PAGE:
As long as you're getting a routine vaginal exam/Pap smear, it is not necessary to do a vaginal self-exam. However, you may want to check for unusual changes if you miss your regular checkup. If you do find a problem, you can start treatment sooner, and you’ll more likely have a better outcome.
Picture of a Vagina
The Inside of a Vagina
The vagina is an elastic, muscular canal with a soft, flexible lining that provides lubrication and sensation. The vagina connects the uterus to the outside world. The vulva and labia form the entrance, and the cervix of the uterus protrudes into the vagina, forming the interior end.
The vagina receives the penis during sexual intercourse and also serves as a conduit for menstrual flow from the uterus. During childbirth, the baby passes through the vagina (birth canal).
The hymen is a thin membrane of tissue that surrounds and narrows the vaginal opening. It may be torn or ruptured by sexual activity or by exercise.
What to Look For
A self-exam isn’t as in-depth as a pelvic exam performed by your gynecologist. You should still have routine pelvic exams. These check for ovarian cysts, sexually transmitted diseases (STDs), uterine fibroids, early-stage cancer, and other signs of health problems.
But a self-exam may help you find signs of an STD or changes to your vulva (the outer part of your genitals) that could signal other health problems. Spots, sores, or bumps could be early signs of vulvar cancer and should be checked by your doctor. A more involved self-exam could also help you detect changes to your vaginal wall and possibly your cervix.
How Do I Do a Vaginal Self-Exam?
You can do it any time, but it’s best when you’re between periods. Don’t use any vaginal creams or douches for at least 24 hours before doing the exam.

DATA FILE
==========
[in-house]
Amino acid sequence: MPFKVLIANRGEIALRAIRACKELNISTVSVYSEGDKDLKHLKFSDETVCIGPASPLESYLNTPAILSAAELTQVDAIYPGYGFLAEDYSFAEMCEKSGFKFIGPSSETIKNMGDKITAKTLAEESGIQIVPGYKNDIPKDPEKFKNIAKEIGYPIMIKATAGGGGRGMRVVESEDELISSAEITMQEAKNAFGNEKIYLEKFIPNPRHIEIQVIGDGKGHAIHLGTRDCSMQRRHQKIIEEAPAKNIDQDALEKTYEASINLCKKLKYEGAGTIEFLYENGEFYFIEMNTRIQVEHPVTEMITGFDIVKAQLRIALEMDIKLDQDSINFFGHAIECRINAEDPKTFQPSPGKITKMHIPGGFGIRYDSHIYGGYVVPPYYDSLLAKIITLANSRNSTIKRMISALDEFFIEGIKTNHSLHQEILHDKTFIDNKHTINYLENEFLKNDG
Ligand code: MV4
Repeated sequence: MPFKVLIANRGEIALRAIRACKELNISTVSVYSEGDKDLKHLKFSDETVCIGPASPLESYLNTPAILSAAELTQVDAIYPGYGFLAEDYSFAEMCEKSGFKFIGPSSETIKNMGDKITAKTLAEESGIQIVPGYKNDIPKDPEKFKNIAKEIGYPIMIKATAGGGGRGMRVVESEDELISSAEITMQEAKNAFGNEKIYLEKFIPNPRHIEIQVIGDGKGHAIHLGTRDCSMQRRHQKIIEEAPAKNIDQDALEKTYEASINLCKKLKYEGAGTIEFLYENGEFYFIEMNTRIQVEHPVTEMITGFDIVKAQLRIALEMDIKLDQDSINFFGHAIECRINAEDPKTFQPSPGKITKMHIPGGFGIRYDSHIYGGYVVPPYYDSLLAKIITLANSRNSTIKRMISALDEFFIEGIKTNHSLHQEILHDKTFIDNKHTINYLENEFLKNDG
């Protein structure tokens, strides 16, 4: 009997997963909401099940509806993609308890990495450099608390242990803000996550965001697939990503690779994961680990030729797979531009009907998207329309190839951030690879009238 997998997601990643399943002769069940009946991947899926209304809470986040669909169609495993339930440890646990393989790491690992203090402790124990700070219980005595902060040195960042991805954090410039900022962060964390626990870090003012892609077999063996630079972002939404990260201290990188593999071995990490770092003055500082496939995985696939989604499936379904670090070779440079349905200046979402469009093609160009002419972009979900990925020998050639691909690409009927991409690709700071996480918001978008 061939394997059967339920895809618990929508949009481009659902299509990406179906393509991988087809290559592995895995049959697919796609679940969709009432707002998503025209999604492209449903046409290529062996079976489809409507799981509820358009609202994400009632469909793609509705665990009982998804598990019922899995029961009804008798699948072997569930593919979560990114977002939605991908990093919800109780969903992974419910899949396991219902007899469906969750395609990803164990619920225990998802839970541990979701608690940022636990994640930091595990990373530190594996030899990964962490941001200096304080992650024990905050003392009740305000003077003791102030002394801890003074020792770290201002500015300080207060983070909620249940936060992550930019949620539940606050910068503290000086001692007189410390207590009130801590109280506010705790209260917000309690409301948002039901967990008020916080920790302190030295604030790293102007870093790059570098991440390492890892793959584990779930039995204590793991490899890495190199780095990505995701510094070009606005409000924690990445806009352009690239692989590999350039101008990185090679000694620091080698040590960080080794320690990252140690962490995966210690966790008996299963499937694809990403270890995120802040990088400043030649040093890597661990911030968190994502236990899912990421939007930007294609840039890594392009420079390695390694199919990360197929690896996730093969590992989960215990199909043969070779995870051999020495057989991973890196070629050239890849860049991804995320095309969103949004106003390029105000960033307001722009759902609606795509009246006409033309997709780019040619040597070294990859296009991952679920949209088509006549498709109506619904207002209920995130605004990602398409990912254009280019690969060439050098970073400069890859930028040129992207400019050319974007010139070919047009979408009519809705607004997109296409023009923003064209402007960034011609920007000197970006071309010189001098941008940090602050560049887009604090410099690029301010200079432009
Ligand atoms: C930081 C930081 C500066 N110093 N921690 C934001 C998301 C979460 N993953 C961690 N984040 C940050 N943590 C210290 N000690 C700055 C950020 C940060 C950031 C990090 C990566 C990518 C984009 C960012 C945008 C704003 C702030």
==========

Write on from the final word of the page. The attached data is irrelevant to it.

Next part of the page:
Here are some things that will help:
- A handheld mirror
- A flashlight or other small light
- A detailed diagram of the genitals with all the parts labeled (so you'll know what you’re looking at)
- Pillows and a towel
Make sure your hands are clean or that you’re wearing sterile gloves. Be mindful of your fingernails.
Remove your clothes from the waist down. Sit on your bed or on a towel on the floor against a wall with your back propped up by pillows. Pull your feet toward your butt and spread your legs.
Relax your pelvic muscles. Then examine the parts of the vulva: the clitoris and the outer and inner labia. Take note of the color and size of each part, so if anything changes you’ll notice it easily. You may need to pull back slightly on the hood of the clitoris. You might also have to spread apart your pubic hair to get a clear view of the area.
To do a more complete self-exam, gently spread the labia apart and angle the mirror and light so you can see into the vagina. The walls should be pinkish in color. If you’re comfortable, place your finger inside your vagina and feel along the vaginal wall. You may notice it feels a little like the roof of your mouth. If you push a little farther, you may feel your cervix. It feels like the tip of your nose.
If you’re not comfortable with this much probing, it’s OK. You can do a simple visual inspection. Just be sure you see your gynecologist for your regular pelvic exams. How often you have pelvic exams may depend on your age, health history, and other factors. Ask your doctor about what’s right for you.
When to Call a Doctor
If, during your vaginal self-exam, you see any genital warts, sores, bumps, spots, or unusual coloration, make an appointment to see your doctor. The same is true if you notice a smelly discharge. A small amount of non-smelly discharge is normal. It might be lighter or heavier, depending on where you are in your cycle.
If you do find a problem, remember: The earlier it’s diagnosed and treated, the sooner you’ll feel better and find peace of mind.